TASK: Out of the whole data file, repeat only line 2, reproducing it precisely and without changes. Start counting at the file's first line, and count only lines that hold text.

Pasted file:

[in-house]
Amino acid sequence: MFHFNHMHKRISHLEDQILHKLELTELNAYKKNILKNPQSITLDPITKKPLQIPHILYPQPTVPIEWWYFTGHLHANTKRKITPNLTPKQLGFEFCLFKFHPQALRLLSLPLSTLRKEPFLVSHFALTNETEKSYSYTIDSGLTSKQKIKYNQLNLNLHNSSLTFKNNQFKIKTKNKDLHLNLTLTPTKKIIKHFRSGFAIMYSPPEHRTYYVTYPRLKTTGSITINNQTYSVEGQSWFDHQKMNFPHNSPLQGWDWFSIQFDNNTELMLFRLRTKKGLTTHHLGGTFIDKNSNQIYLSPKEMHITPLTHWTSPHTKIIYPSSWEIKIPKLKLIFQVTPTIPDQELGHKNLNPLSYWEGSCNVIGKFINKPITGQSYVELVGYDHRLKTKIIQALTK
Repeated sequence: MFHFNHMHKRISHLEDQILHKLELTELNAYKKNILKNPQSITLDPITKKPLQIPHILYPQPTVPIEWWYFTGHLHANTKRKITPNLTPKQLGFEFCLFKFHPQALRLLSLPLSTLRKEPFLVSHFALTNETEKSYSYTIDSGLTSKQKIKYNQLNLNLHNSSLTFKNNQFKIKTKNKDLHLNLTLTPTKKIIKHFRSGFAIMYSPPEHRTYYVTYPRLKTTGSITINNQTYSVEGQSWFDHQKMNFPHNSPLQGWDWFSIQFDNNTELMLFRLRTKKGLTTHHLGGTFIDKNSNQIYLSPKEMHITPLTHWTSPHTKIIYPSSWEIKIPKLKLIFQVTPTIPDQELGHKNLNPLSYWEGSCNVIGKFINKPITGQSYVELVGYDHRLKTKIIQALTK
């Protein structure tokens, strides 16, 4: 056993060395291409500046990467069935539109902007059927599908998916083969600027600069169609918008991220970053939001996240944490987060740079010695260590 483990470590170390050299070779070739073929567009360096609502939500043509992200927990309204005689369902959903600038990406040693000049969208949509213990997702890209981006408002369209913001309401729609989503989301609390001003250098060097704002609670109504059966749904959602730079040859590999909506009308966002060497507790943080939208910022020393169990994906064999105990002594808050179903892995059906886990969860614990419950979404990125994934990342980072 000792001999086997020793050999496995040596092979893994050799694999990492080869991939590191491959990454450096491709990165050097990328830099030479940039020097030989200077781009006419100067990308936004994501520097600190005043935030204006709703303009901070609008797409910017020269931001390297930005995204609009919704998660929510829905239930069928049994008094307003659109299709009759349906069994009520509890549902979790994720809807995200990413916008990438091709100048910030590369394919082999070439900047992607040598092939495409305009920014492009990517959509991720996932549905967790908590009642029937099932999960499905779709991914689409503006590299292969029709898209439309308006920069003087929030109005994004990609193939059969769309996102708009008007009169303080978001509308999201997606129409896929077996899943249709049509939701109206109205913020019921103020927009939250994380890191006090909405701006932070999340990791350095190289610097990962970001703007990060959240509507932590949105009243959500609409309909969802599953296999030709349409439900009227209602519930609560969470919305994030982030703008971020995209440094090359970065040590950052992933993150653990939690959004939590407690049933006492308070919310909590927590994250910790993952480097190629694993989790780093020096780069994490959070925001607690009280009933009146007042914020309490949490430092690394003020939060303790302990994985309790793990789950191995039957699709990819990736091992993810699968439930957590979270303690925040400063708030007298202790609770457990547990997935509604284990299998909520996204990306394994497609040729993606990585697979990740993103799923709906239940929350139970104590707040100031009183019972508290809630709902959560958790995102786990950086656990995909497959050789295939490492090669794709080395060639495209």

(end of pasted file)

Amino acid sequence: MFHFNHMHKRISHLEDQILHKLELTELNAYKKNILKNPQSITLDPITKKPLQIPHILYPQPTVPIEWWYFTGHLHANTKRKITPNLTPKQLGFEFCLFKFHPQALRLLSLPLSTLRKEPFLVSHFALTNETEKSYSYTIDSGLTSKQKIKYNQLNLNLHNSSLTFKNNQFKIKTKNKDLHLNLTLTPTKKIIKHFRSGFAIMYSPPEHRTYYVTYPRLKTTGSITINNQTYSVEGQSWFDHQKMNFPHNSPLQGWDWFSIQFDNNTELMLFRLRTKKGLTTHHLGGTFIDKNSNQIYLSPKEMHITPLTHWTSPHTKIIYPSSWEIKIPKLKLIFQVTPTIPDQELGHKNLNPLSYWEGSCNVIGKFINKPITGQSYVELVGYDHRLKTKIIQALTK